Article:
This is the place to check out all the tree-mendous tree-related events, educational opportunities, and current topics in tree care.
Q & A: Trees andTurf
Question: I am having trouble growing grass under a large maple tree. Short of cutting the tree down, what can I do?
Answer: Trees and turf are both essential elements of the home landscape.
Q & A: Trees and Construction
Question: I am building a new house, and there are existing trees on the property that I would like to save. What can I do to protect the trees during construction?
Answer: There are steps that can be followed to help facilitate the survival of the trees.
Q & A: New Trees and Water
Question: I have planted a new tree on my property. How much should I water to help ensure its survival?
Answer: Providing supplemental water is very important to get new trees established.
Free Street Trees
The City has been planting street trees in new neighborhoods since 2006. Funding for the trees has come from a street tree fee collected on residential building permits. The residential street tree fees can be refunded to builders or new homeowners who plant a street tree upon completion of a new home. Six months after the completion of a home, unclaimed funds are forfeited to the City. The City is now using those forfeited funds each spring to purchase and plant trees in new neighborhoods.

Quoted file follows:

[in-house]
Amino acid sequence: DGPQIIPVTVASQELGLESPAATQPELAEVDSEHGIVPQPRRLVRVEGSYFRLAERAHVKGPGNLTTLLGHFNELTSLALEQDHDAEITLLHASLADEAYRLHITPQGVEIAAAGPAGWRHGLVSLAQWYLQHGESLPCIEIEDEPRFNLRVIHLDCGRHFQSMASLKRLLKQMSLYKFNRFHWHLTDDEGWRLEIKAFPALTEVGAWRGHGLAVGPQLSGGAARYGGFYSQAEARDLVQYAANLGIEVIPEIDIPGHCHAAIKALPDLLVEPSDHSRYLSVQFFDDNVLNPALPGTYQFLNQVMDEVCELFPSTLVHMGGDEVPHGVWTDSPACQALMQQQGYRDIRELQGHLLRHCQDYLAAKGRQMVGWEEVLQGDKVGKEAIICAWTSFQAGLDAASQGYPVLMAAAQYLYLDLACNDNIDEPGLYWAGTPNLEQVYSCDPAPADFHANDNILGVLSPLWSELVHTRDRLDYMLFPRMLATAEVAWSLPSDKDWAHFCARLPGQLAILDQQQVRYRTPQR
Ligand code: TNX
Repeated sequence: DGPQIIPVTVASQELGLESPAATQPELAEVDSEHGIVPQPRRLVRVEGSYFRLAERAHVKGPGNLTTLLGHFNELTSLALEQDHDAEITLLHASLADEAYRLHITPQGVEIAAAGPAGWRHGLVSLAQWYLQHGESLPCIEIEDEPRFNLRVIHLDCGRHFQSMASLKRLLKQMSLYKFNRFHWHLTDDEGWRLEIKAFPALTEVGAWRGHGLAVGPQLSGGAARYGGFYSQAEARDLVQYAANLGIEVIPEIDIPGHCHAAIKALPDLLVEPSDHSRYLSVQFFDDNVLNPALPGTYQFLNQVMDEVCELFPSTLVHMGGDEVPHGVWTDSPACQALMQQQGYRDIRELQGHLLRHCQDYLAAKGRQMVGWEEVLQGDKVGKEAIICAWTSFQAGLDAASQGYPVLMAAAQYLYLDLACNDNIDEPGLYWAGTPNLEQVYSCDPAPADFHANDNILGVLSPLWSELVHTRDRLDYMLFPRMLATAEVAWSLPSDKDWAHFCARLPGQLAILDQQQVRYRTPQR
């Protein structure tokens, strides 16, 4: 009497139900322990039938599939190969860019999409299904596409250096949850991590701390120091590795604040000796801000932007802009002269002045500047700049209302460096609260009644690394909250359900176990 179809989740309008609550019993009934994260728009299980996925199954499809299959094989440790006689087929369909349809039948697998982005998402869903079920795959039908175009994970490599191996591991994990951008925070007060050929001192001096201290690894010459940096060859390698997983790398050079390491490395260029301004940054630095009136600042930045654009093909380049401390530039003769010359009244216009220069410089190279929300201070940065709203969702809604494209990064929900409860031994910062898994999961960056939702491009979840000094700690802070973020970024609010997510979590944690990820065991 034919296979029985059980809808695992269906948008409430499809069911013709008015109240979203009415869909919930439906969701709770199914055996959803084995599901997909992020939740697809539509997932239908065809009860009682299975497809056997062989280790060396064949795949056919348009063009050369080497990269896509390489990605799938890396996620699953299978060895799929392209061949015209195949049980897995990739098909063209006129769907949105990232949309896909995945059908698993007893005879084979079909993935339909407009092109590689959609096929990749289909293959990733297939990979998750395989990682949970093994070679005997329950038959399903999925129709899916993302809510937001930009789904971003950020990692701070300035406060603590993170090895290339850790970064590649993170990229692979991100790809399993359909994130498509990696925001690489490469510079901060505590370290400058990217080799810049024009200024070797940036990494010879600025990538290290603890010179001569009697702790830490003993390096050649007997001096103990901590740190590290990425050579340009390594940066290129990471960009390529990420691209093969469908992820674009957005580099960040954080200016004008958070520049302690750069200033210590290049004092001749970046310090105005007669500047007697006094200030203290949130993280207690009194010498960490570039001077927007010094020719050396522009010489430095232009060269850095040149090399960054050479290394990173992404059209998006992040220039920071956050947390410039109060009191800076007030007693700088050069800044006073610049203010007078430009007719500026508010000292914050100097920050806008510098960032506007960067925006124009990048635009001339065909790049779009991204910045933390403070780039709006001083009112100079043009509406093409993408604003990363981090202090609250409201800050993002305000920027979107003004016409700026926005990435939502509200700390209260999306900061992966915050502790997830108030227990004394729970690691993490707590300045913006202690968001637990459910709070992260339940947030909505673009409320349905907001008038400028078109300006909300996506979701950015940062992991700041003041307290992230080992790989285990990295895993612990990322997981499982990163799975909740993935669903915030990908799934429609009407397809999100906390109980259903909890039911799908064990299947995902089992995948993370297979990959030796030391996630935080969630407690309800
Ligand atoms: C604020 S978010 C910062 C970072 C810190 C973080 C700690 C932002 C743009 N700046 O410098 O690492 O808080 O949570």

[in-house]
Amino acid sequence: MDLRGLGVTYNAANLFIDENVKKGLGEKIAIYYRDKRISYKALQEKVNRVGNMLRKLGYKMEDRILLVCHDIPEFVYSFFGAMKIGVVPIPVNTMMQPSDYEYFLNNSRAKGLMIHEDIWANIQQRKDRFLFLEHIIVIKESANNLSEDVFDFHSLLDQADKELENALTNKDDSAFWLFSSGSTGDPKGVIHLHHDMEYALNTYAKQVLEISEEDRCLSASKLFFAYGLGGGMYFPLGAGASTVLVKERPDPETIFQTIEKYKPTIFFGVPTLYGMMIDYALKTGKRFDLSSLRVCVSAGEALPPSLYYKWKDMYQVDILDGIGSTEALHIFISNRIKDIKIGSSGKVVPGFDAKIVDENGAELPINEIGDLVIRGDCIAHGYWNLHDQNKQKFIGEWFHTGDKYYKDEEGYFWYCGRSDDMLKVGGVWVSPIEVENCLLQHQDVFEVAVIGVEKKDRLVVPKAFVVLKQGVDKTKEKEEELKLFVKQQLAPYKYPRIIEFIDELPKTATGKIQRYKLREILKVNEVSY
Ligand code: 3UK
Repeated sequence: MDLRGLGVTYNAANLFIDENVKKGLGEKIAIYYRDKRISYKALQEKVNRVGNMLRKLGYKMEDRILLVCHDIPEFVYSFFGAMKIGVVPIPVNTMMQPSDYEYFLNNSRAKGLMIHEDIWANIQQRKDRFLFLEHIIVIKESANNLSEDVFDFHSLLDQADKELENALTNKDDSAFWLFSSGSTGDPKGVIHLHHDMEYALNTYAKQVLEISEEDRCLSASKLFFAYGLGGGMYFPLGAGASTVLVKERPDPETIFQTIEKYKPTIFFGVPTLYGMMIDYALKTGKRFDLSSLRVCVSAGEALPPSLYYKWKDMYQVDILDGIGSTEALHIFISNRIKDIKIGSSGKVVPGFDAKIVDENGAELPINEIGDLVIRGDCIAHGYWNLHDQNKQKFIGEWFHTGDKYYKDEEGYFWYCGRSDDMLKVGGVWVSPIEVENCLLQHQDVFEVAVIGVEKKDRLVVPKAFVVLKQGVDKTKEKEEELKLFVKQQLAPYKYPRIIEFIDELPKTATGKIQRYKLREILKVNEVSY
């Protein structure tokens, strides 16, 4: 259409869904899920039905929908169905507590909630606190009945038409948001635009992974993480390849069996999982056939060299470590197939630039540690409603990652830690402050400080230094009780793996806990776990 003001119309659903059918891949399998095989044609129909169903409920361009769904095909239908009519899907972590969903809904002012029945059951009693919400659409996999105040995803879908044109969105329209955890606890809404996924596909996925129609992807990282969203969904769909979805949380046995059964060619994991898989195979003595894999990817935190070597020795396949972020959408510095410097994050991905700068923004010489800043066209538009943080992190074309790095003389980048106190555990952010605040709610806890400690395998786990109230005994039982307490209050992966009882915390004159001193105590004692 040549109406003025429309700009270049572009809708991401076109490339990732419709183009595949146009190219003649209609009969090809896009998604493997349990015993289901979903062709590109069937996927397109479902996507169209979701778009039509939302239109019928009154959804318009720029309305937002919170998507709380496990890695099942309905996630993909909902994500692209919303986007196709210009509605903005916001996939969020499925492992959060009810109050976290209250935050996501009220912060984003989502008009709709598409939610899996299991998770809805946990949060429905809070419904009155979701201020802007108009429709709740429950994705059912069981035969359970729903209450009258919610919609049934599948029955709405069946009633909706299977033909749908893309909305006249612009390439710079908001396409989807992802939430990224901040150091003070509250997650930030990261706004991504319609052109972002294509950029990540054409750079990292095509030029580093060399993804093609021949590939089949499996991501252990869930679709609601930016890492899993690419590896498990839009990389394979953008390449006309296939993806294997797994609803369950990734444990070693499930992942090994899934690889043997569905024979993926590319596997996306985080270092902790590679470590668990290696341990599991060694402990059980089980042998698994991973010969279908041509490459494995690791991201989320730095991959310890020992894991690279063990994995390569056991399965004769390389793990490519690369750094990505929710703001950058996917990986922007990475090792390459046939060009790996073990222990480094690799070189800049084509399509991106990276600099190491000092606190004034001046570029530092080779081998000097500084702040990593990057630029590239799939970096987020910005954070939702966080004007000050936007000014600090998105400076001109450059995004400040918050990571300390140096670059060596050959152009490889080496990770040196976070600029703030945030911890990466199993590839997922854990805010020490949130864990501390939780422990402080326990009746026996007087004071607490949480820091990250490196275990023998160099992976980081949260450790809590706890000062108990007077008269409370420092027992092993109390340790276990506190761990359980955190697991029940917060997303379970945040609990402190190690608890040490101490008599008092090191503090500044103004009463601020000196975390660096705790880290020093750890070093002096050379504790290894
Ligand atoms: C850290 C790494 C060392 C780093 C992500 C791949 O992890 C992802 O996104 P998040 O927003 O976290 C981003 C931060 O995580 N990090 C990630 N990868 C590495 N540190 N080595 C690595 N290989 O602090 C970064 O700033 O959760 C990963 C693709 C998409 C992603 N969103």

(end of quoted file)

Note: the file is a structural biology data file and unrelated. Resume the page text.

If you live in a new neighborhood, you may qualify for a free street tree. Please call Katie at 415-0415.
Do You Know of Someone Who Would Like to be a
VIPs (Volunteers in Pruning) receive instruction for pruning young trees to take care of form and structure problems early in the tree's
life. In exchange, we ask VIPs to help with young tree training in parks and along streets. The Community Canopy communities that utilize VIP volunteers are Coeur d'Alene, Hayden, Post Falls, Spokane, and Spokane County.
Tubbs Hill Planting Project
Coeur d'Alene is privileged to have Tubbs Hill, a unique lakeside natural park, in the midst of the city. The health of native vegetation on Tubbs Hill plays an important role in maintaining the values the hill offers to so many people. As part of an effort to restore native trees to parts of Tubbs Hill, over 2,300 native tree and shrub seedlings were planted on the hill in April, 2011.
In an effort led by the Coeur d'Alene Parks Department and the Tubbs Hill Foundation, volunteers planted ponderosa pine, white pine, and larch seedlings, as well as chokecherry and Syringa shrubs.